2009-04-01_1643Banks have been issuing tokens to their business and corporate customers for some time. These multifactor authentication devices typically generate a one-time password that the user is required to provide upon login or to confirm a specific activity (e.g. the release of a wire transfer). Customers with multiple banking relationships end up lugging around a bunch of different tokens. They are easily misplaced, and the cost of these devices can also add up quickly (whether they are being paid for by the bank or the customer). Is there an alternative to the good old token? The mobile phone could be a great alternative in the form of out of band authentication (typically a text message sent to the phone containing the one-time password) or an one-time password generating application that resides on the phone. Out of band authentication hasn’t caught on too quickly in the North American marketplace, but Celent predicts that adoption will gather speed as business users rely more on their mobile devices. The password generating application holds a lot of promise as well. Yesterday, Verisign announced the availability of a one-time password generating iPhone application (dubbed VIP Access) that would be a great alternative to a token. The app will be available for other devices as well (Blackberry, etc.). It can currently be used on select consumer sites (PayPal, EBay, AOL, etc.) and a handful of Australian credit unions (click here for list of supported sites). It will be interesting to see which US bank is the first to use this app for online banking MFA. I doubt US banks will be too keen on integrating this into consumer online banking as the bother factor is too high. Consumers are finicky and can get thrown off by too much technical change and interruption. It’s a great small business banking idea however and could have ramifications in the corporate space, particularly if it’s available for Blackberry models.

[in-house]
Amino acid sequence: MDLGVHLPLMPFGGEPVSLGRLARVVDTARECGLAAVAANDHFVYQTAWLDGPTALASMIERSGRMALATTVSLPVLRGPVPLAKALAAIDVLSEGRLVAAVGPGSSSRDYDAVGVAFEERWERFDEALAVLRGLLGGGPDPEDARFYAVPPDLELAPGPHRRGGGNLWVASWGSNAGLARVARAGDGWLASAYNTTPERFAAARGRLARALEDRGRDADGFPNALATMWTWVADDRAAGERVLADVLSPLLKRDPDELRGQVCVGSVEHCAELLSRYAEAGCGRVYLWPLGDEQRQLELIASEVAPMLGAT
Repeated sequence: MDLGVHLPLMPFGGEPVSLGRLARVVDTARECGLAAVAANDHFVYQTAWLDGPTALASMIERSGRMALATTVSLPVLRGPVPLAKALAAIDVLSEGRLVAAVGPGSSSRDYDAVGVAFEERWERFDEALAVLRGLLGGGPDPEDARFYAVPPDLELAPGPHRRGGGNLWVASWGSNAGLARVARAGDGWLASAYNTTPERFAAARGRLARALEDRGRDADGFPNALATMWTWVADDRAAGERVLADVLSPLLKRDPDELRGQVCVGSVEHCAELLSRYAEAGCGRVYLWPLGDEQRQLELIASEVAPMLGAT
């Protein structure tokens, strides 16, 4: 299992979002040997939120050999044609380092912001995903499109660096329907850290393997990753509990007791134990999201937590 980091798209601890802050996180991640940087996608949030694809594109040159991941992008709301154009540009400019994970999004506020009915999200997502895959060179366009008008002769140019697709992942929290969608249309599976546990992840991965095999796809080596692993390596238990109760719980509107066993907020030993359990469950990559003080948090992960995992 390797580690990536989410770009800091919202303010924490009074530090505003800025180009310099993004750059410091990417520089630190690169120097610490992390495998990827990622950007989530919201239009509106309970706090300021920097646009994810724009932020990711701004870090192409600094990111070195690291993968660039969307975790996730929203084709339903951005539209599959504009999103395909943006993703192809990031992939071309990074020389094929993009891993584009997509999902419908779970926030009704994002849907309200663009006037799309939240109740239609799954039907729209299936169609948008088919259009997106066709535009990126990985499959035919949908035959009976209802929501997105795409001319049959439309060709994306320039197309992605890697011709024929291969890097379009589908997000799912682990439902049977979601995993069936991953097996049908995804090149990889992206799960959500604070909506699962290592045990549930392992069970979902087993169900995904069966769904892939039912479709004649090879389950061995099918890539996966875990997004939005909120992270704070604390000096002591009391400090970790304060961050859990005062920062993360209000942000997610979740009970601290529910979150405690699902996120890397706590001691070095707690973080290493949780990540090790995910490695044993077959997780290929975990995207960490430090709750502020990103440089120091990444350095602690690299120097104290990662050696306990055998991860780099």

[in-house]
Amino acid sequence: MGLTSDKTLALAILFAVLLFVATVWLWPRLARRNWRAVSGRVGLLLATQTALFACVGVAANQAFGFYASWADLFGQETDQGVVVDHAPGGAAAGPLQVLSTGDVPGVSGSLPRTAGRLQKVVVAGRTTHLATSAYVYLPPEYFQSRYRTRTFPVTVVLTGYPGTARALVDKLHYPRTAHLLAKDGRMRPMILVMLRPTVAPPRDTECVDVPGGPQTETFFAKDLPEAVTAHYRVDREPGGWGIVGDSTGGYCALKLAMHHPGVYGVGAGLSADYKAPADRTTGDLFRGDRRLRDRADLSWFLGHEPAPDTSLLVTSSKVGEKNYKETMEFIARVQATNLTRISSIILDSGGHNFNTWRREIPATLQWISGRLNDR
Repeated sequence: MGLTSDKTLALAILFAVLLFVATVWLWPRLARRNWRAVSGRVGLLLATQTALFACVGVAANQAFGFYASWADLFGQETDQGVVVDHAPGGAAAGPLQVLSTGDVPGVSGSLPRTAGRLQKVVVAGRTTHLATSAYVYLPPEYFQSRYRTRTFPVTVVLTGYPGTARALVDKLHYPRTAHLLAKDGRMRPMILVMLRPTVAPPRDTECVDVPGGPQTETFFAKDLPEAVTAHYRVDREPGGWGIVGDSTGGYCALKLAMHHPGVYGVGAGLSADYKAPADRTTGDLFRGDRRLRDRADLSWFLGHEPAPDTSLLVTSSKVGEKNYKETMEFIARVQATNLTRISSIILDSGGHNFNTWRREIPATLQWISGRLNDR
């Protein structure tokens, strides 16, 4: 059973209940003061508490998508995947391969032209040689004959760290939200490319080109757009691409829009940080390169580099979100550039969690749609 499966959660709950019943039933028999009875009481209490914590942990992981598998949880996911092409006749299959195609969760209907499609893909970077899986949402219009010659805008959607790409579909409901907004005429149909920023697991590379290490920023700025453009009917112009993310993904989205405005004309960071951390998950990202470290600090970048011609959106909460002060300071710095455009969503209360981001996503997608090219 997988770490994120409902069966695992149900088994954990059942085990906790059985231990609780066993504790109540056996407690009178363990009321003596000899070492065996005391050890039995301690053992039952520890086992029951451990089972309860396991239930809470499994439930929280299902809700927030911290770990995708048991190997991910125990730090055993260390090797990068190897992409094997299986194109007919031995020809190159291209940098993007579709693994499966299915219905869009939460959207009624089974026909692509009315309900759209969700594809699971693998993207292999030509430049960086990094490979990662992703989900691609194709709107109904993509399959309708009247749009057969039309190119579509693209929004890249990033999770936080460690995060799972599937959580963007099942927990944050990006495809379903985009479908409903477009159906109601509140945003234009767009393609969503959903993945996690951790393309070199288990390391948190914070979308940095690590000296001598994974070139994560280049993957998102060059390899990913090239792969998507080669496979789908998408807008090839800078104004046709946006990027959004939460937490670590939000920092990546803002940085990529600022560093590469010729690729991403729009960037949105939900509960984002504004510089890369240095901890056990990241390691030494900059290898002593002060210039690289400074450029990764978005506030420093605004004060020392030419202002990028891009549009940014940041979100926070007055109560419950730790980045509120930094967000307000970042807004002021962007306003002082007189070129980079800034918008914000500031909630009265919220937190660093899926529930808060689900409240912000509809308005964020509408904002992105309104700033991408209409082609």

Banks need to jump onto the PFM bandwagon

Banks need to jump onto the PFM bandwagon
Wesabe announced today that they will start to sell their PFM offering (dubbed Springboard) to banks and credit unions. Wesabe is not the first vendor to start selling directly to banks. Earlier this year, Geezeo made a similar announcement. These are win-win moves for both the banks and the software companies: – Bank PFM tools cannot compete with the rich solutions offered by non-bank providers. They need to update their offerings in order to remain competitive and keep clients attracted to their sites. For more info see my post on PFM Meets Social Networking. – The non-bank PFM providers have been struggling to make money. Their products are offered free of charge to consumers and their online business models are questionable. Direct sales to banks will provide a much needed revenue stream. Expect to see more of this trend as we move forward. It will be interesting to see how this software will affect PFM usage growth at the banks.